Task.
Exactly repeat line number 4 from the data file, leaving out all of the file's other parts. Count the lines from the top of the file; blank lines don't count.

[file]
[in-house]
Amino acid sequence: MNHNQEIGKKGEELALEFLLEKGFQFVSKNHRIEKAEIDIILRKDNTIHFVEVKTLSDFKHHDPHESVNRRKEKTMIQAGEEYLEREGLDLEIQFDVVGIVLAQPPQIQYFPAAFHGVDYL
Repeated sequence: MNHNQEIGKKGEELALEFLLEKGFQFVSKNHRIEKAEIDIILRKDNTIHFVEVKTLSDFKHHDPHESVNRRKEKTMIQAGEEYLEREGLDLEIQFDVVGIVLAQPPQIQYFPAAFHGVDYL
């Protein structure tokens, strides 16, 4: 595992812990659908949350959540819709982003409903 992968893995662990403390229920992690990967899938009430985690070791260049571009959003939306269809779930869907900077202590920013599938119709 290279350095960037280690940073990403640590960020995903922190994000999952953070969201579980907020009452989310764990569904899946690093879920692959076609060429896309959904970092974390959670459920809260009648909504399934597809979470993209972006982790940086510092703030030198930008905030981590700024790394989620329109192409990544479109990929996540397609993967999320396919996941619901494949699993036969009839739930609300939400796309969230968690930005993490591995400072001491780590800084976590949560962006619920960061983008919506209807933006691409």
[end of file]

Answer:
């Protein structure tokens, strides 16, 4: 595992812990659908949350959540819709982003409903 992968893995662990403390229920992690990967899938009430985690070791260049571009959003939306269809779930869907900077202590920013599938119709 290279350095960037280690940073990403640590960020995903922190994000999952953070969201579980907020009452989310764990569904899946690093879920692959076609060429896309959904970092974390959670459920809260009648909504399934597809979470993209972006982790940086510092703030030198930008905030981590700024790394989620329109192409990544479109990929996540397609993967999320396919996941619901494949699993036969009839739930609300939400796309969230968690930005993490591995400072001491780590800084976590949560962006619920960061983008919506209807933006691409």